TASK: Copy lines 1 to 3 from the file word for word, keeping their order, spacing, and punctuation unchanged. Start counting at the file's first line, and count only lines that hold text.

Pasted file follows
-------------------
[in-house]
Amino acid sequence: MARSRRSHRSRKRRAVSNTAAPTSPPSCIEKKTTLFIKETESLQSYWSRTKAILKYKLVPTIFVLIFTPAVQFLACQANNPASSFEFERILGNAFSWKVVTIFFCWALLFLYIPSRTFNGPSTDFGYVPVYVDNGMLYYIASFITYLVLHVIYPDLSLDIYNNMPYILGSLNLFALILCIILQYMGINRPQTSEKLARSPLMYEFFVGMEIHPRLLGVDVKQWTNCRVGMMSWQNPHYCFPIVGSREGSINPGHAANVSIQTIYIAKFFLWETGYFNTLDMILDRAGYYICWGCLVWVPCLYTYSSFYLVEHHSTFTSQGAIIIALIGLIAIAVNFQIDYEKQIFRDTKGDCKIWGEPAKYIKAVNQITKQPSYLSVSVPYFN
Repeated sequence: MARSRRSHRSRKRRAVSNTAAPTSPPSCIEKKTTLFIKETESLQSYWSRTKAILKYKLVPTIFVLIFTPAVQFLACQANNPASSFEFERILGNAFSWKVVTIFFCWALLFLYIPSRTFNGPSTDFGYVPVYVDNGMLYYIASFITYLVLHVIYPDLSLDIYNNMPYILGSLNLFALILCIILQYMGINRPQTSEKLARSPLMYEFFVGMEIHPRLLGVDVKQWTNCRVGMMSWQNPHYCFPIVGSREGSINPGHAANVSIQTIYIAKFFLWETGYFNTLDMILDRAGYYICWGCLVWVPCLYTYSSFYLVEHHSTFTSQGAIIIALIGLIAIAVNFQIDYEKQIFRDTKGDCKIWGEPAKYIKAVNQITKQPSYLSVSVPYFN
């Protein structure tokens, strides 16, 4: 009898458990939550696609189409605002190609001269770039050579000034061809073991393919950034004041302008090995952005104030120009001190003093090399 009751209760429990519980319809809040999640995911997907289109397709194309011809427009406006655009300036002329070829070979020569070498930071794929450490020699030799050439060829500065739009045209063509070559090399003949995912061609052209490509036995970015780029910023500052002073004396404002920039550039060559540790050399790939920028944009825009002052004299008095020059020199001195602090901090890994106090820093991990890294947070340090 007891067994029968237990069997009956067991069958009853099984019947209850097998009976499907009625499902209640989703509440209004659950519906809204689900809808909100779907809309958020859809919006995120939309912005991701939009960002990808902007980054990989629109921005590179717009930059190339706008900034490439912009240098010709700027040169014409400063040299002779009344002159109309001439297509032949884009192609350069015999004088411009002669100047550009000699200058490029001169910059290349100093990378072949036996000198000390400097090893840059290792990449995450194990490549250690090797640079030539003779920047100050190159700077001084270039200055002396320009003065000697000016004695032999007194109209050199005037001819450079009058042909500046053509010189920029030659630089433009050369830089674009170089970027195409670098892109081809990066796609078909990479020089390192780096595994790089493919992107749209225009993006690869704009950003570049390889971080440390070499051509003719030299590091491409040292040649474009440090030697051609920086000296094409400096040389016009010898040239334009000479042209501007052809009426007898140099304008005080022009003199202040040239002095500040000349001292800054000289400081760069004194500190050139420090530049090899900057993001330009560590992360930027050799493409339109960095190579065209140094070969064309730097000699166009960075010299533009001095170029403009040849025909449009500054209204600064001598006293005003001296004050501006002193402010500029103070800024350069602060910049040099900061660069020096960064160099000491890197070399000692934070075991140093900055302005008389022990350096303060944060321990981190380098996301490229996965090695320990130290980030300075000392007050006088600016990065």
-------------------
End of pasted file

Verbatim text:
[in-house]
Amino acid sequence: MARSRRSHRSRKRRAVSNTAAPTSPPSCIEKKTTLFIKETESLQSYWSRTKAILKYKLVPTIFVLIFTPAVQFLACQANNPASSFEFERILGNAFSWKVVTIFFCWALLFLYIPSRTFNGPSTDFGYVPVYVDNGMLYYIASFITYLVLHVIYPDLSLDIYNNMPYILGSLNLFALILCIILQYMGINRPQTSEKLARSPLMYEFFVGMEIHPRLLGVDVKQWTNCRVGMMSWQNPHYCFPIVGSREGSINPGHAANVSIQTIYIAKFFLWETGYFNTLDMILDRAGYYICWGCLVWVPCLYTYSSFYLVEHHSTFTSQGAIIIALIGLIAIAVNFQIDYEKQIFRDTKGDCKIWGEPAKYIKAVNQITKQPSYLSVSVPYFN
Repeated sequence: MARSRRSHRSRKRRAVSNTAAPTSPPSCIEKKTTLFIKETESLQSYWSRTKAILKYKLVPTIFVLIFTPAVQFLACQANNPASSFEFERILGNAFSWKVVTIFFCWALLFLYIPSRTFNGPSTDFGYVPVYVDNGMLYYIASFITYLVLHVIYPDLSLDIYNNMPYILGSLNLFALILCIILQYMGINRPQTSEKLARSPLMYEFFVGMEIHPRLLGVDVKQWTNCRVGMMSWQNPHYCFPIVGSREGSINPGHAANVSIQTIYIAKFFLWETGYFNTLDMILDRAGYYICWGCLVWVPCLYTYSSFYLVEHHSTFTSQGAIIIALIGLIAIAVNFQIDYEKQIFRDTKGDCKIWGEPAKYIKAVNQITKQPSYLSVSVPYFN